Catalan vs Spanish: BIG trouble in little Catalunya!
This is what Wiki has to say:
Catalan (English pronunciation: /kætəˈlæn/, /ˈkætəlæn/, /ˈkætələn/; Catalan: català, IPA: [kətəˈɫa] or [kataˈla]) is a Romance language, the national and the only official language of Andorra, and a co-official language in the Spanish autonomous communities of Catalonia, the Balearic Islands and Valencian Community, where it is known as Valencian (valencià, IPA: [valensiˈa]), as well as in the city of Alghero on the Italian island of Sardinia. It is also spoken, with no official recognition, in the autonomous communities of Aragon (in La Franja) and Murcia (in Carche) in Spain, and in the historic Roussillon region of southern France, roughly equivalent to the current département of the Pyrénées-Orientales (Northern Catalonia).
Although recognized as a regional language of the department Pyrénées-Orientales since 2007, Catalan has no official recognition in France, as French is the only official language of that country, according to the French Constitution of 1958.
OK, thank you Wiki. Now… BIG trouble! Since 1982, teaching in catalan schools, kindergardens, universities, is in the Catalan language.
But since there are some Spanish people (…) living in Catalunya as well, some of them protested. They want their kids to be tought in Spanish, the language of Cervantes and Lorca.
So, what happened? This week,the highest tribunal in the country (meaning Catalunya, not the other one, not Spain) decided that, to respect a tiny minority’s wishes, teaching will from now on be done exclusively in Spanish, in schools, universities, kindergardens, etc.
The Catalan majority literally exploded, as you can imagine!
To be continued…
Meanwhile, in Barcelona… I took this photo in February, long before this story started. The owner of this shop, with an originally Spanish sign, tried to ‘ catalanise ‘ it, transforming escritorio into escriptori, papeleria into papereria. He might be a member of one of the few political parties here fighting for independance from Spain.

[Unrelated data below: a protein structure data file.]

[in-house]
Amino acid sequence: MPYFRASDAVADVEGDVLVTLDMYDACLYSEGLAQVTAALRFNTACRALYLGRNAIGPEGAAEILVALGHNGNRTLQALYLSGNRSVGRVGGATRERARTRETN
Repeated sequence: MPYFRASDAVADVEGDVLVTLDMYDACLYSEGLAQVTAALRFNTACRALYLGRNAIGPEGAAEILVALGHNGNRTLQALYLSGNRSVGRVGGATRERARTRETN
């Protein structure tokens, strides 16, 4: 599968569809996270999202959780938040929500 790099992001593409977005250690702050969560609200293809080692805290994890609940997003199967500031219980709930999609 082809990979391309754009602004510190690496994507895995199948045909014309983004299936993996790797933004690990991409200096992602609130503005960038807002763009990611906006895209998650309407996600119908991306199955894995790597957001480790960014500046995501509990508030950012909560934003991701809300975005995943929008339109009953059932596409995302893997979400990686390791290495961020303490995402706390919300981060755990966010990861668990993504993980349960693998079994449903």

Many economists say that without Catalunya, Spain would long be bankrupt… As I said earlier, TBC. We’re living interesting times.
Not an easy one.
In a way I'm happy that our French system saves us from such headaches. Admittedly it is detrimental to our local languages (Catalan, Basque or Breton just to name the three major ones) but it saves a lot of trouble and kids can still learn these languages at school as a second language.
September 19, 2011 at 1:54 pm
How crazy! I hope this gets sorted out soon.
September 12, 2011 at 12:26 pm
For my part I just know that Barcelona is a great place to visit! 🙂
God bless you!
September 11, 2011 at 2:12 pm
Oi, what a big set-back for some, a big relief for others.
September 11, 2011 at 5:16 am
That's right, anonymous, as it says in the quoted text.
September 10, 2011 at 2:32 pm
BTW, valencia is valencia and catala is catala!
September 10, 2011 at 1:39 pm
I like the angle of this shot. Those vertical signs draw the eye in.
September 10, 2011 at 1:33 pm
I don't understand Rob, this sounds like a huge problem, you'll have to let us know how it pans out!
September 10, 2011 at 1:29 pm
indeed, we are living in 'interesting' times.
September 10, 2011 at 11:28 am
As far as I know, it's supposed to be pretty immediate. But don't panic yet, almost everybody in Catalunya is against it,and things might move very soon.
September 10, 2011 at 8:21 am
Do you know when this is supposed to come into effect? From a personal point of view, given that my son has struggled to learn Catalan, switching to a new language is an absolute nightmare.
For the Catalan community though, it's devastasting. They must be thinking they've been transported back to Franco's days.
September 10, 2011 at 7:39 am